Introducing Microsoft SQL Server 2005 for Developers

Front Cover
Microsoft Press, 2005 - Computers - 243 pages
- Expertly introduces the new programmability, business intelligence, and enterprise data management features in the next version of SQL Server--from a developer's point of view
- Demonstrates how the technology's tighter integration with Visual Studio and the .NET Framework, SQL Server Workbench, and shared language base provide end-to-end development tools
- With code samples in both T-SQL and C#, readers can tap into their existing programming skills to get productive right away with the new SQL Server
Yokon is the next major release for SQL Server. With a major emphasis on features for developers, including tighter integration with Visual Studio, innovation for Yokon concentrates or programmability, business intelligence, and enterprise data management. From Yukon Overview NDA.ppt on http: //sqlweb, the following points speak directly to the developer audience
Enable developers to take advantage of existing skills
- Use existing tools/processes (VS, SourceSafe, etc)
- Multiple languages: T-SQL, VB.NET, C#...
- One development framework for relational, XML, OLAP
Extend and connect data across any platform
- Native support for XML, Web Services
- Interoperability with any platform, application
- Open standards: HTTP, Soap, WSDL, XQuery, XSD
Provide end-to-end development tools
- Integrated SQL Server Workbench
- Simplified and consistent source control environment
- Work in Project and Server modes for fast deployment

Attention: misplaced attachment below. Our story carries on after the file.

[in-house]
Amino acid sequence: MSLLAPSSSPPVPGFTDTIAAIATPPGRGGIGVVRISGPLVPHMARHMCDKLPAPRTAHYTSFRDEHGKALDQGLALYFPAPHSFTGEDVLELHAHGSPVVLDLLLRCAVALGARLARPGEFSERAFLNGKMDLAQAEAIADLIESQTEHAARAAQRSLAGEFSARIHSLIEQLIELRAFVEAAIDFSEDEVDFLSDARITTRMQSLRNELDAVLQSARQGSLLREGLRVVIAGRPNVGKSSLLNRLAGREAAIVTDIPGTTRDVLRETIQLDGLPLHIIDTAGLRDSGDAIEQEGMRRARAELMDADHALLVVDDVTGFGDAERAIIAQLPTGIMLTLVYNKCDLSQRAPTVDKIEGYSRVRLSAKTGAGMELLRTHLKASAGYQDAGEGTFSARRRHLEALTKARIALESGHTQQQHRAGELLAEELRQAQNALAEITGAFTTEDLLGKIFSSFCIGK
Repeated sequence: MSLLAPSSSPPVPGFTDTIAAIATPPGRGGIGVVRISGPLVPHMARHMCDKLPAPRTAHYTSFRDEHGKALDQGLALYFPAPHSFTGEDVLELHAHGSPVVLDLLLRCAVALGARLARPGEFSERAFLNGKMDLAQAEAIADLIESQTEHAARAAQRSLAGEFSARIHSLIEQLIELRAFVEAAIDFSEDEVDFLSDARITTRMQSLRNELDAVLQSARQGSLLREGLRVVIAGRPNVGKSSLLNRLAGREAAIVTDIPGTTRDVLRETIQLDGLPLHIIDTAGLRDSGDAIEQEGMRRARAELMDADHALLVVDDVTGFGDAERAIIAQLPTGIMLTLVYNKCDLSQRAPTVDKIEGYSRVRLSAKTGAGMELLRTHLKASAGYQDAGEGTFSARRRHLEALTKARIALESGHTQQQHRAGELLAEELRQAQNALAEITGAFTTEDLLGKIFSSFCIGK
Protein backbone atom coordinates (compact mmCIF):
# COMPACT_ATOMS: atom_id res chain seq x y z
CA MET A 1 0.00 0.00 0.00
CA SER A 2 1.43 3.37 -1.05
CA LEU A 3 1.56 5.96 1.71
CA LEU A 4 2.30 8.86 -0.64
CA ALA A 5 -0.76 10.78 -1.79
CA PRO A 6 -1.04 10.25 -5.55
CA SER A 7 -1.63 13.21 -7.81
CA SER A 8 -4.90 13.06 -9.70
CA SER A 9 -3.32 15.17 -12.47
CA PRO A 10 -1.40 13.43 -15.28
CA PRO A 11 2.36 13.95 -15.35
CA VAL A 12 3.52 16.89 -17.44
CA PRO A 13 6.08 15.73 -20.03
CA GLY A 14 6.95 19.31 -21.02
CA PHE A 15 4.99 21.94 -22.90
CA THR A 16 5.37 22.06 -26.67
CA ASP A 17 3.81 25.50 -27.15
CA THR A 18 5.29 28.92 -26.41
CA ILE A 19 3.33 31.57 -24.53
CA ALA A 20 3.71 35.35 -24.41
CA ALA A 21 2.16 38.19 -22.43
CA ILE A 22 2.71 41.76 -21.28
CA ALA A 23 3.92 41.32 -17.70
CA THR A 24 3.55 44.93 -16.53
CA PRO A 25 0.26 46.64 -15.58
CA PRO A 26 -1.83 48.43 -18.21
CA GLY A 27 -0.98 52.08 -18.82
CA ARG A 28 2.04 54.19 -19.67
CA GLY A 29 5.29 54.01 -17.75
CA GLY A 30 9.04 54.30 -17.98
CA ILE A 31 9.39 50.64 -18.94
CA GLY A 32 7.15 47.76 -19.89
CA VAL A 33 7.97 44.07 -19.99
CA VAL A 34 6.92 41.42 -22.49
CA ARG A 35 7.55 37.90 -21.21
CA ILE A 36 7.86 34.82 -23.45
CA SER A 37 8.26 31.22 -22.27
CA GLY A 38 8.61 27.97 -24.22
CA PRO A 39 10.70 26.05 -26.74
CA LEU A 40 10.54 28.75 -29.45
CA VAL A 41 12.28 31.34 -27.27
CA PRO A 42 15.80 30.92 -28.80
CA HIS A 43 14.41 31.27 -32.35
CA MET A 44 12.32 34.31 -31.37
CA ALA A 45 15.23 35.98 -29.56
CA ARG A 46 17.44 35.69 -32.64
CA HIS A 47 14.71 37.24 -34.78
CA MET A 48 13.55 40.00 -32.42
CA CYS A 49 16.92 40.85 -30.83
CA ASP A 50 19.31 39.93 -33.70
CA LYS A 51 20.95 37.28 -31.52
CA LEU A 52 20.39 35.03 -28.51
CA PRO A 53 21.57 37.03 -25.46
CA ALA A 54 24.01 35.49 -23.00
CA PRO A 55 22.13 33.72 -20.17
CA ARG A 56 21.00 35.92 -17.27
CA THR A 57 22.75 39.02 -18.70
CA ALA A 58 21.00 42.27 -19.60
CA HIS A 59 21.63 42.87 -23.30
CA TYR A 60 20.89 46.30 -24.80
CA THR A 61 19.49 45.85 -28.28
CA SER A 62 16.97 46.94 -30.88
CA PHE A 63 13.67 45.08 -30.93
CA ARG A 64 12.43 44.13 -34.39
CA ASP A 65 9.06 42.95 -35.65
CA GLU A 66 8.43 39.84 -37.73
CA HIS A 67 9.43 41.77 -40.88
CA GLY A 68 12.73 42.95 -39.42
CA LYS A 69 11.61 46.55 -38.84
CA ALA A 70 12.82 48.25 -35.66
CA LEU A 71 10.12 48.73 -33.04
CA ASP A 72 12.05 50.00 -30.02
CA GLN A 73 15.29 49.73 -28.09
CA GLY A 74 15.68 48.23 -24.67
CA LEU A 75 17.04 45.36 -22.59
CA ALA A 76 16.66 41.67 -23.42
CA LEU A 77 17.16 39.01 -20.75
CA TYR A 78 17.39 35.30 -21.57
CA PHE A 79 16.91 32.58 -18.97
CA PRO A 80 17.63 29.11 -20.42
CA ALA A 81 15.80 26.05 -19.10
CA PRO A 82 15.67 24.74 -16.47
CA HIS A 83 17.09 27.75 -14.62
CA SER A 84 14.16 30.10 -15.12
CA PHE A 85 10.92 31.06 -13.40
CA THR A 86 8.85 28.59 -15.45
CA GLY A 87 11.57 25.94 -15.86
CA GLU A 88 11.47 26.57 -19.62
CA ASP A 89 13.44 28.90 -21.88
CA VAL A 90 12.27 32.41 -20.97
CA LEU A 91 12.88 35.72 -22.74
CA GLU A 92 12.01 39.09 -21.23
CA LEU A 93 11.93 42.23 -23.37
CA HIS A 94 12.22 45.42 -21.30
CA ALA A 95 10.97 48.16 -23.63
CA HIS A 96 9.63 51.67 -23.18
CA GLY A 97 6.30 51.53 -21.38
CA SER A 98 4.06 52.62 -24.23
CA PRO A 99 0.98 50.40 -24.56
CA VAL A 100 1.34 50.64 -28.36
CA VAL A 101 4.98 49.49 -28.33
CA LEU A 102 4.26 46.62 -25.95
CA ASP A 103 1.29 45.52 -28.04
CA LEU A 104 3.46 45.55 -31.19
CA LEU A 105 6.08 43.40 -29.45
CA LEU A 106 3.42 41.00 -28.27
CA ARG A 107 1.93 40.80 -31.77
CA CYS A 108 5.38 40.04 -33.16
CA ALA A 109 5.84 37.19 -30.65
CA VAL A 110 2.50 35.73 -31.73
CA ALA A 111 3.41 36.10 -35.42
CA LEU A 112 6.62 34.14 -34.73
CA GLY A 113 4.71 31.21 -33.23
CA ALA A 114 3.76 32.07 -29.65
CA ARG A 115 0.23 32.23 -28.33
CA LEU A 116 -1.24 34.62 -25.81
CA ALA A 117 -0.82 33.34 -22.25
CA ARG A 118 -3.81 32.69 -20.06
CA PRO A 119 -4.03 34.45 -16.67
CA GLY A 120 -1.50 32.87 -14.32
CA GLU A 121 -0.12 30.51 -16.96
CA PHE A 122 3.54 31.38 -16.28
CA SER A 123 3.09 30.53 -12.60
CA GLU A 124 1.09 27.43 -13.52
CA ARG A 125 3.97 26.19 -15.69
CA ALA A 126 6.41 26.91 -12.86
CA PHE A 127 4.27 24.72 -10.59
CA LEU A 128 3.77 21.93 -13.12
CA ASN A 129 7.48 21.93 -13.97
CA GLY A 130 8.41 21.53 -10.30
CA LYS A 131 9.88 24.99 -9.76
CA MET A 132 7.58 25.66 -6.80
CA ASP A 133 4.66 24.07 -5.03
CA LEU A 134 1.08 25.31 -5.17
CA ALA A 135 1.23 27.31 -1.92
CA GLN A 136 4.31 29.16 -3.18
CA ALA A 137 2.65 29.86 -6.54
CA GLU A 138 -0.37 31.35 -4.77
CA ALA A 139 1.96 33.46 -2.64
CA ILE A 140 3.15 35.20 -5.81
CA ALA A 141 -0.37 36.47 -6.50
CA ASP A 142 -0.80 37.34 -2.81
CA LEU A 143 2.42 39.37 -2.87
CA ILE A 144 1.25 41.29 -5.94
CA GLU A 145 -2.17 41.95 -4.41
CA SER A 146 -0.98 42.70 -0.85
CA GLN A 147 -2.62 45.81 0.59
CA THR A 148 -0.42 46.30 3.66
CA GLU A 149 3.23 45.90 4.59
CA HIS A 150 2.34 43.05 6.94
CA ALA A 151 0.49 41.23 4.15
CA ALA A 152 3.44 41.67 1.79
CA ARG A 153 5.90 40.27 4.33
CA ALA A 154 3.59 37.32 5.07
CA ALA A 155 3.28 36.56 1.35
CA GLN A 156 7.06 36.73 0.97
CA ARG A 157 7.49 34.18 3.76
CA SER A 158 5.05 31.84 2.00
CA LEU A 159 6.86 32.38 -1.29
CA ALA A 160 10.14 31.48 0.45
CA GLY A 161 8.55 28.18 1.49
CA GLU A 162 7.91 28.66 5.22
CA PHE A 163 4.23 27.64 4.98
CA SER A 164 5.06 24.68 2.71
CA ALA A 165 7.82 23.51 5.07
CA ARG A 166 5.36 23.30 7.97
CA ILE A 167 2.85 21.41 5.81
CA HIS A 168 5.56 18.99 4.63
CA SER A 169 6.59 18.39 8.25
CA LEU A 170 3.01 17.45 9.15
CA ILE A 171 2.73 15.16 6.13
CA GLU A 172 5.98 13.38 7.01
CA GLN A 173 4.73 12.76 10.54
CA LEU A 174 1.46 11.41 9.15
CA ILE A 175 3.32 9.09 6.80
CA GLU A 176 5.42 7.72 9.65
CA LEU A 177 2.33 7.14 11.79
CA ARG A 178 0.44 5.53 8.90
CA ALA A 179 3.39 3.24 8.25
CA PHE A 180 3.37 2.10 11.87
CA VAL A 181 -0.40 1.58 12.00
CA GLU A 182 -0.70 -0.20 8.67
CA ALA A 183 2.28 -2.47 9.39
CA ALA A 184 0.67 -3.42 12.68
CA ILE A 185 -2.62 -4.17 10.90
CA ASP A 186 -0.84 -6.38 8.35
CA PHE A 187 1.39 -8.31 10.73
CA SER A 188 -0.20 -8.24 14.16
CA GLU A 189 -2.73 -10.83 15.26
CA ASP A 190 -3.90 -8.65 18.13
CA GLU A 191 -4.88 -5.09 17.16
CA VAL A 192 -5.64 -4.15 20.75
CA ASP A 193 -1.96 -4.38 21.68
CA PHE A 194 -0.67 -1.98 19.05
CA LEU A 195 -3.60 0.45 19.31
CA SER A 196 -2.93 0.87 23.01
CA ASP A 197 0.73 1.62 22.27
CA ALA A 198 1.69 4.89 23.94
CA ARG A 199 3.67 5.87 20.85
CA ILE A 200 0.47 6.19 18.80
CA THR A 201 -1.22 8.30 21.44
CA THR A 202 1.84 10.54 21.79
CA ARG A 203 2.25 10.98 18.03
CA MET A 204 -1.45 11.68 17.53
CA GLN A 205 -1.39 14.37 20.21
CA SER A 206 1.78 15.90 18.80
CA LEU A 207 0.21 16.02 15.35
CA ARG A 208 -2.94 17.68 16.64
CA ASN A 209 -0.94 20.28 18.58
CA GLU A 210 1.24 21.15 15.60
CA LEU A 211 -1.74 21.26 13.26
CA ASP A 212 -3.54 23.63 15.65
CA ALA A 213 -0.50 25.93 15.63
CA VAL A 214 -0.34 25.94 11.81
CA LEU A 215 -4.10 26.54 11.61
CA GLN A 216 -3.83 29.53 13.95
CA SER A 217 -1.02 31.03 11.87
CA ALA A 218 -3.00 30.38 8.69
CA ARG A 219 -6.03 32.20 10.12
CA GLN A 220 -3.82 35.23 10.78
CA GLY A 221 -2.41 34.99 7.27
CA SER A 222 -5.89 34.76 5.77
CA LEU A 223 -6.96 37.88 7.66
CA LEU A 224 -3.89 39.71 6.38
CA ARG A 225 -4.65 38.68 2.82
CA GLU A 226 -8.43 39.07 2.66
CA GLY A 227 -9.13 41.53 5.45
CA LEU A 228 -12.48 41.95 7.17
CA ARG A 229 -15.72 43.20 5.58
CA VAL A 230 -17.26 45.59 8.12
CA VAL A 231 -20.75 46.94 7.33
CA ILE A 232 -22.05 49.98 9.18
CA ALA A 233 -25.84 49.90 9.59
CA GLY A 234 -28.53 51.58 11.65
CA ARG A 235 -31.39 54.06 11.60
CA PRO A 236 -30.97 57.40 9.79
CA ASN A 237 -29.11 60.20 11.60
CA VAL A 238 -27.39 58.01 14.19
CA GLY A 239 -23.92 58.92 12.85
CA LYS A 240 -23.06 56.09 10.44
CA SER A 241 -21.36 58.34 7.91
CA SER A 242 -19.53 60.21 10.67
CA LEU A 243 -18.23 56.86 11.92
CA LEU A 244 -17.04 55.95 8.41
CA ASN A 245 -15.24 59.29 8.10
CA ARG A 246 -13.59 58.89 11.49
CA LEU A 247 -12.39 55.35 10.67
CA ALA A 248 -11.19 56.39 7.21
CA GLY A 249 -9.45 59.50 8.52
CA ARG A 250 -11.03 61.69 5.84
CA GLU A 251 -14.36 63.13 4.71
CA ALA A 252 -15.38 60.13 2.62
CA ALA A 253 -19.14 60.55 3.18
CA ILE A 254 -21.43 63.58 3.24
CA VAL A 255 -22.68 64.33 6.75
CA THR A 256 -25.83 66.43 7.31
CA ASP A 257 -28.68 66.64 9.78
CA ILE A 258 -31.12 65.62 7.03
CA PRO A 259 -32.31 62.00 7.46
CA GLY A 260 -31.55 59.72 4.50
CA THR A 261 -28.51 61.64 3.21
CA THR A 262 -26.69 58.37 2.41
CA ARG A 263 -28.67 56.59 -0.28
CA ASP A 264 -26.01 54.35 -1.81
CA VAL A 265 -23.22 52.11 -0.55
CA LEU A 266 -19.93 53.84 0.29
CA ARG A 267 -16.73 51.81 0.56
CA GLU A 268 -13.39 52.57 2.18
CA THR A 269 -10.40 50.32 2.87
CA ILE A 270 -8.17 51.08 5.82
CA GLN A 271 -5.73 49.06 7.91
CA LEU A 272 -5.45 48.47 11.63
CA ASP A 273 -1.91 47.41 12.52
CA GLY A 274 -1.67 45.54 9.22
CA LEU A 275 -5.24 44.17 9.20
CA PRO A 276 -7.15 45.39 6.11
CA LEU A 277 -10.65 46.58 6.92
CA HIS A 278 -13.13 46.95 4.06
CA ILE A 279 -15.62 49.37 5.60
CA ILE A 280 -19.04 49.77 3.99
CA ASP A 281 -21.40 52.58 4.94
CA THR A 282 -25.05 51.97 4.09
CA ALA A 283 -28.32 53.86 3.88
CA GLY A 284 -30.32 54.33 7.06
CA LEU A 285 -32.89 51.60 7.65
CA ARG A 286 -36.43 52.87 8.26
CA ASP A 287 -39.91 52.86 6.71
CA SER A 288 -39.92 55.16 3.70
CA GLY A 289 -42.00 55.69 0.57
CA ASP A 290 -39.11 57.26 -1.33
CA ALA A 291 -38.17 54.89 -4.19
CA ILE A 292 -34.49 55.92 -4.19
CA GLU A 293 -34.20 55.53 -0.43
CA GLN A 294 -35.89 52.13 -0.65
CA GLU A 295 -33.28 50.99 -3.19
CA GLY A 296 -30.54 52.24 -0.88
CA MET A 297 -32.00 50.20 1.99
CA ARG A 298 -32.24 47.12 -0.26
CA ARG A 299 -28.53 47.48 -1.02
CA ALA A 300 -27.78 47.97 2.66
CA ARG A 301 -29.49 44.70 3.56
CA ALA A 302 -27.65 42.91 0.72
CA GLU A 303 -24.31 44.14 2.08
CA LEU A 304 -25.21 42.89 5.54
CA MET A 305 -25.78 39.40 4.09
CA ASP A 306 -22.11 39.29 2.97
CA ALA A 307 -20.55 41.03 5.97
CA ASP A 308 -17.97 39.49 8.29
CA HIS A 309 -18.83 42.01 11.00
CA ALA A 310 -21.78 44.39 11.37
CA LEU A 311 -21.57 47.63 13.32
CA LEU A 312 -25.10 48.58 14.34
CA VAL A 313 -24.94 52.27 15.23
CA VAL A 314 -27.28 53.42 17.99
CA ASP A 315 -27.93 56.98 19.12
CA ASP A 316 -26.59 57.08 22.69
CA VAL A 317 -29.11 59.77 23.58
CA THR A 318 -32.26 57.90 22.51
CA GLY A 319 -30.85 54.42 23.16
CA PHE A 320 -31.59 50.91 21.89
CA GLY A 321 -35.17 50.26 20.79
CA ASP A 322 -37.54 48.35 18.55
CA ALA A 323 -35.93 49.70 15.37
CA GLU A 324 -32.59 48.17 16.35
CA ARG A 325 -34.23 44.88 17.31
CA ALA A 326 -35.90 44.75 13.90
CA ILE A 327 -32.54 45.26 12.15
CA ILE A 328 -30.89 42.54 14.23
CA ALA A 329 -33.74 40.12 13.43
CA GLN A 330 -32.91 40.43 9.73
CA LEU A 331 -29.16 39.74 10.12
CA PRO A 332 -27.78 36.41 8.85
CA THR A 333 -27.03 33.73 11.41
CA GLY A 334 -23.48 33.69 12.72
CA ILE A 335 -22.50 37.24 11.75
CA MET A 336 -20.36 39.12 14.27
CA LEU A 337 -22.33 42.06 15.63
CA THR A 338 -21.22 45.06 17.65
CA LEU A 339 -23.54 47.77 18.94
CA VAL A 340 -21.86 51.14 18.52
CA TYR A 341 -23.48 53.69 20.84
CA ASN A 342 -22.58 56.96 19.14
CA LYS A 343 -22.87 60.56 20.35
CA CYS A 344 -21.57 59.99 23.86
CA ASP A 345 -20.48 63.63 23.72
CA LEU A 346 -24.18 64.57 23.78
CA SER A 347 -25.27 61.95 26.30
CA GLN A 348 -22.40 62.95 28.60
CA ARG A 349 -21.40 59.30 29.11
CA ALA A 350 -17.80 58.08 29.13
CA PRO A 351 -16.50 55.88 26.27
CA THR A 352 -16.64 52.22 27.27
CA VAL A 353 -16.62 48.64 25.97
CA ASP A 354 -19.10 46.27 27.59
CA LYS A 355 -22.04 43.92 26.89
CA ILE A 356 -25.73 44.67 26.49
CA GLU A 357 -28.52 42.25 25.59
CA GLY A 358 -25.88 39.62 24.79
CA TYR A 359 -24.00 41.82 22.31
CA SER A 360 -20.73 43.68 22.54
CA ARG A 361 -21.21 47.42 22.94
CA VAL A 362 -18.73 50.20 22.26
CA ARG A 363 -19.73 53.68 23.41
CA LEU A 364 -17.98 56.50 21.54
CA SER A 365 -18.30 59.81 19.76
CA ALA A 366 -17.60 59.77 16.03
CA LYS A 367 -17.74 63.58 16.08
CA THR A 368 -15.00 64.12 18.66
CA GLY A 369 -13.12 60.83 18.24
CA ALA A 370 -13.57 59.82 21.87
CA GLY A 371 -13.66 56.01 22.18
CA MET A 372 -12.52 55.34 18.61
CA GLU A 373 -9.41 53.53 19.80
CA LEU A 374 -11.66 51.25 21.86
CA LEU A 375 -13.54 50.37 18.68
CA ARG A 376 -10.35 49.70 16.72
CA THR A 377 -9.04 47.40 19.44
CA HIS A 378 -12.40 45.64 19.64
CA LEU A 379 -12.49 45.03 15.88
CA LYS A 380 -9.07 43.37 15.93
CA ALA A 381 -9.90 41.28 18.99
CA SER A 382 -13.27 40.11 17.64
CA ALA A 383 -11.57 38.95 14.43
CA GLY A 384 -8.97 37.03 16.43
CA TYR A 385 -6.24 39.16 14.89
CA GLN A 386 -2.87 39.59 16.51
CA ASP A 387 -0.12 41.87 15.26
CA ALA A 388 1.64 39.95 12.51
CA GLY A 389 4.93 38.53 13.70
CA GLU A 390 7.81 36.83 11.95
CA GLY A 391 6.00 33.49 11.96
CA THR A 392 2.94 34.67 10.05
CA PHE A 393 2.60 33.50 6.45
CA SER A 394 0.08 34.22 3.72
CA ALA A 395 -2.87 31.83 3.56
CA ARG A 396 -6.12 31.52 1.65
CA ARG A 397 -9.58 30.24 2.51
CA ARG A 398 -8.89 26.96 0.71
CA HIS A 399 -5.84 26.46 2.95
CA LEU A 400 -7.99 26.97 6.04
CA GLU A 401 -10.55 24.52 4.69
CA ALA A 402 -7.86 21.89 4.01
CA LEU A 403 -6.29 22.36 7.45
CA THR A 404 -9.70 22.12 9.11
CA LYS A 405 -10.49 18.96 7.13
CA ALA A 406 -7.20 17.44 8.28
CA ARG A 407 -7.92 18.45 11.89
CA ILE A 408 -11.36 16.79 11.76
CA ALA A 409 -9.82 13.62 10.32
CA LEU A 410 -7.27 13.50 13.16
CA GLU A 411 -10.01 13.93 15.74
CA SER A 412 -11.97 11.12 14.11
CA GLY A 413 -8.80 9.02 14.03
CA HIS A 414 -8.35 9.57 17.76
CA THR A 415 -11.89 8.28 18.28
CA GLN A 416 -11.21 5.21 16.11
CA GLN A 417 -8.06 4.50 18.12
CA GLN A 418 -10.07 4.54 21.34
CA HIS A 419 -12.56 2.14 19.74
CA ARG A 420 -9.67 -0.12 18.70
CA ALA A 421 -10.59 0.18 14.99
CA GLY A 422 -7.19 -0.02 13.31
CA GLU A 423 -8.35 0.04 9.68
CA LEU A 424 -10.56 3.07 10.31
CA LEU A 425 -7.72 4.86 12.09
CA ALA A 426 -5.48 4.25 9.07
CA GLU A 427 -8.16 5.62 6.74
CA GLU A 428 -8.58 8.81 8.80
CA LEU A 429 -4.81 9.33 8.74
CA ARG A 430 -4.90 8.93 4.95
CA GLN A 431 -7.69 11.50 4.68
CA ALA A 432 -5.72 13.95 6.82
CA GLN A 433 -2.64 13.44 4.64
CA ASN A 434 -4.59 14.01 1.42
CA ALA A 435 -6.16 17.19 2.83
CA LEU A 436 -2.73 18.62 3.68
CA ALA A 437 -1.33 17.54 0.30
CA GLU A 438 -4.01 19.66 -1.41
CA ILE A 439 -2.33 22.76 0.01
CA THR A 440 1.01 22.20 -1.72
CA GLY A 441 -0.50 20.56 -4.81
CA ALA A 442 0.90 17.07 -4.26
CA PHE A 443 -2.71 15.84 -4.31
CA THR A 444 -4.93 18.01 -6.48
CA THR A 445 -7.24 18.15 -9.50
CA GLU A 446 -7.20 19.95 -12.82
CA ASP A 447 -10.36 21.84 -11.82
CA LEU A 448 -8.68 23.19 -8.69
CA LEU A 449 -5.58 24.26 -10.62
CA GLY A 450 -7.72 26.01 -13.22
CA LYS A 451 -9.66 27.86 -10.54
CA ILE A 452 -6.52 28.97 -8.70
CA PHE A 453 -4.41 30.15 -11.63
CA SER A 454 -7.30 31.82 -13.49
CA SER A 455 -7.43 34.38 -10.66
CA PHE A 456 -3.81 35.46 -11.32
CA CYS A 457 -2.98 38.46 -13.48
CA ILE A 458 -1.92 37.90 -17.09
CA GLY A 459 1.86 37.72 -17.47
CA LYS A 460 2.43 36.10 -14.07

Yukon will bring together .NET developers and the T-SQL programmers by providing a common development environment, .NET integration and a shared language base.

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Contents

Data Access and Programmability DB Engine
1
But Wait More TransactSQL
17
Common Language Runtime Integration
55
Copyright

10 other sections not shown

Common terms and phrases

About the author (2005)

Peter DeBetta started programming at the age of ten and eventually turned this pastime into a career. He continued writing software until he attended college, where he switched his computer passions to graphic design. Peter studied linguistics during his four year undergraduate stay at Bucknell University and eventually applied his human language concepts back into his computer programming. Shortly after graduating from Bucknell in 1990 and teaching mathematics in a private college preparatory school, Peter began his career in software programming and combined the two passions of his life to begin teaching Access and Visual Basic (version 2.0) programming and has been teaching both ever since. Peter acquired other computing skills along the way including Java, ASP, VBScript, JavaScript, and his now true love, SQL Server and Transact-SQL. Peter now teaches exclusively for Wintellect, in addition to consulting and developing enterprise level software solutions for his own company, DeBetta Software.

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